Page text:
- The role that supernatural agents play in human affairs
- The expectation of an eschatological judgment
- The expectation of reward or punishment beyond death
- The perception that something was wrong with the world
Koch also suggests eights “motifs” of apocalypticism: 1) urgent expectation of the end of earthly conditions in the immediate future 2) the end as a cosmic catastrophe 3) periodization and determinism 4) activity of angels and demons 5) new salvation, paradisal in character 6) manifestation of the kingdom of God 7) a mediator with royal functions 8 ) the catchword “glory.” If many of these characteristics or motifs are found in a literary work that is not apocalyptic in genre then perhaps we should consider the possibility that a text might not be “apocalyptic” and yet still share many of the conceptual frameworks of the genre.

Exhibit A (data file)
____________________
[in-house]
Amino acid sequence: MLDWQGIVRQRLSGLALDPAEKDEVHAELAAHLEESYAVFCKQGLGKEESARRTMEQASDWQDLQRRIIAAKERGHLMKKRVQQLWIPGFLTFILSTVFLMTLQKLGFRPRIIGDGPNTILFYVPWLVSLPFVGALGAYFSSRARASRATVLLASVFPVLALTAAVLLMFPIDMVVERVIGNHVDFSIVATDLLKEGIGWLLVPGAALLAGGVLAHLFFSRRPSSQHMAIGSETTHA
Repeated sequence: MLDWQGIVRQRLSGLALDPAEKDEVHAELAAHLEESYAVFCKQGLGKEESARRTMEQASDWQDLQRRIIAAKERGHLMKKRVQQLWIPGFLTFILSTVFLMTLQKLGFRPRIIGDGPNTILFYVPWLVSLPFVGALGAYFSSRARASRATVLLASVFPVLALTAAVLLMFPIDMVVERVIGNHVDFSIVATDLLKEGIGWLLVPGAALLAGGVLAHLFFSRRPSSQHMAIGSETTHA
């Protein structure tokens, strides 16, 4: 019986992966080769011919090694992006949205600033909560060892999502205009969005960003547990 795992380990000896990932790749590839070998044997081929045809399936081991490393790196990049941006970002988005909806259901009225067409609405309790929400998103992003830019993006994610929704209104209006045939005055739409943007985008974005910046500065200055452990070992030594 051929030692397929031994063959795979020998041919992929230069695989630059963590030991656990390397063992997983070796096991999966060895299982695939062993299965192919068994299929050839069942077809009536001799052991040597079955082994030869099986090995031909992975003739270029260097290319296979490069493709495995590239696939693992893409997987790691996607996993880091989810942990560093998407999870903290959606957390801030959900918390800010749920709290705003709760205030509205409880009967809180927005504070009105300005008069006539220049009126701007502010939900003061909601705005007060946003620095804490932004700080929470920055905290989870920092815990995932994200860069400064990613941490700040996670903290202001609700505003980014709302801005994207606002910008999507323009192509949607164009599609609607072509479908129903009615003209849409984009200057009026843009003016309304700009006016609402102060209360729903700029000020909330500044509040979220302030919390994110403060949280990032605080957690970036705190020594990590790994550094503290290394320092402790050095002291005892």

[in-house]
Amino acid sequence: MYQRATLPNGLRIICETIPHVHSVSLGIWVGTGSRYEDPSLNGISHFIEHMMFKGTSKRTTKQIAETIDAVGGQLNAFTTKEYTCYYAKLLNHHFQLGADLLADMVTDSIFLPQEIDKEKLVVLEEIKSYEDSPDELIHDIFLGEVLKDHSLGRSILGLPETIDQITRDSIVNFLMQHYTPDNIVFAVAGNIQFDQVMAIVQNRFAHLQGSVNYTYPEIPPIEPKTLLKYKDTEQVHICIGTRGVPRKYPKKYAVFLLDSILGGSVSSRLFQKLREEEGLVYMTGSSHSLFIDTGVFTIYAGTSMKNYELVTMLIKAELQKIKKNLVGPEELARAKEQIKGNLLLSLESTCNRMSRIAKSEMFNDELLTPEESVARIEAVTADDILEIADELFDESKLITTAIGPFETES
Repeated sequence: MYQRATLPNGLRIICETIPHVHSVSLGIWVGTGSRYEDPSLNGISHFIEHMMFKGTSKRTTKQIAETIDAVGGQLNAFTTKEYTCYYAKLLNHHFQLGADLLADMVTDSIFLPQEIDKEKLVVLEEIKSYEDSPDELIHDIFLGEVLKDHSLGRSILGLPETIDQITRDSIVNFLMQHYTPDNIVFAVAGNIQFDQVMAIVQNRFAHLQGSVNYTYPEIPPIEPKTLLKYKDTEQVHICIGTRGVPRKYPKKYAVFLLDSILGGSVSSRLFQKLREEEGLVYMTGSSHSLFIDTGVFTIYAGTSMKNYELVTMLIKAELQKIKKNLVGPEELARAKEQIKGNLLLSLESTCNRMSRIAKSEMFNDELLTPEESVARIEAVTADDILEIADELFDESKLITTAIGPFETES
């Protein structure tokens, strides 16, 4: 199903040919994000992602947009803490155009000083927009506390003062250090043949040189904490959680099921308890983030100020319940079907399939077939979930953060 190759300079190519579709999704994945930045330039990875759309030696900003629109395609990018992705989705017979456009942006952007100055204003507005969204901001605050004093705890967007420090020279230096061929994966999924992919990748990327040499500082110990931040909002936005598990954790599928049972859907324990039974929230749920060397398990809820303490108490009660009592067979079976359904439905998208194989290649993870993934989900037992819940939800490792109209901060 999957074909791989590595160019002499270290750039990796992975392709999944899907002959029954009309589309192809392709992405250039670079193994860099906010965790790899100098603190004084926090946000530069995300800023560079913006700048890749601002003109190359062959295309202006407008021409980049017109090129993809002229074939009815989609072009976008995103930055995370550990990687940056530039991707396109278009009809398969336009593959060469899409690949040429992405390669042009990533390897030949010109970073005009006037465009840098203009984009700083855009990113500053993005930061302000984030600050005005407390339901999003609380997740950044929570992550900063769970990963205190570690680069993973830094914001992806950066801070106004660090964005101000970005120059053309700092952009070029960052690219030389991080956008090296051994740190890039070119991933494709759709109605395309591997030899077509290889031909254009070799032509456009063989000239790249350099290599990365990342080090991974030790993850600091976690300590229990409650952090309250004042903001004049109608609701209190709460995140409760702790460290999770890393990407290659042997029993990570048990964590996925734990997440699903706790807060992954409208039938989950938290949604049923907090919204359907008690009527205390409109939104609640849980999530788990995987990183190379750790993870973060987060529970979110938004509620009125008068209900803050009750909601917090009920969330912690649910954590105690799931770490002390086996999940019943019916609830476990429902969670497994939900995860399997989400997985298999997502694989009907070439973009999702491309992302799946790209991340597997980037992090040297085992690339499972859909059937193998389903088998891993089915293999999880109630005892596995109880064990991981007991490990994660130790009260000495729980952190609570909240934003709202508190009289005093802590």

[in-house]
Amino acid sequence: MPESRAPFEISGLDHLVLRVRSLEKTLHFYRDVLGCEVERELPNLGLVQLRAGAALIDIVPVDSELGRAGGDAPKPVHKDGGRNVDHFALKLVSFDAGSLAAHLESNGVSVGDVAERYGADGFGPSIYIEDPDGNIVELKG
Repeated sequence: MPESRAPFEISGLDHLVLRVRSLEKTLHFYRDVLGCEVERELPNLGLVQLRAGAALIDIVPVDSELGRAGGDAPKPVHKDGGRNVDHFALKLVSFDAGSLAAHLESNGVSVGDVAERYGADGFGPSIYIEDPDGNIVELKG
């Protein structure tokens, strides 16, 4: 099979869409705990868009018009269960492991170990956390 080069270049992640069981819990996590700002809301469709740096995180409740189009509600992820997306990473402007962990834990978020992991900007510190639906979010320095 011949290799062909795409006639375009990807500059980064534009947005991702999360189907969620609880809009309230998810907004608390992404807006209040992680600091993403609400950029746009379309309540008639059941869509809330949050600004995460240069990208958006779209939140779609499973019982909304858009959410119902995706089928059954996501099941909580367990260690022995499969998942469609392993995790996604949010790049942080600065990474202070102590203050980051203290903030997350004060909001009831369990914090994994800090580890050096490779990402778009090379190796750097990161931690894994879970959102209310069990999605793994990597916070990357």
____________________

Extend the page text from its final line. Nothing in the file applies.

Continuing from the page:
It is in no way the purpose of these posts to suggest that Luke is apocalyptic in genre, in that the apocalyptic genre is “revelatory literature with a narrative framework in which a revelation is mediated by an otherworldly being to a human recipient, disclosing a transcendent reality which is both temporal, insofar as it envisages eschatological salvation, and spatial, insofar as it involves another, supernatural world.” However, I would suggest that the ideological and conceptual framework of apocalypticism that was sometimes expressed formally in apocalyptic genre could also be expressed in the memory of a community, and ultimately mirrored in Luke. The difficulty in demonstrating this theory is that “apocalypticism” is often not as literarily obvious as heavenly trips mediated by divine beings in the apocalyptic genre. Perhaps a modern analogy would be profitable: Modern sermons on Daniel or Revelation do not themselves take the form of the apocalyptic genre even though, often, the explication of them are a direct result of apocalypticism. But do we find this in Luke?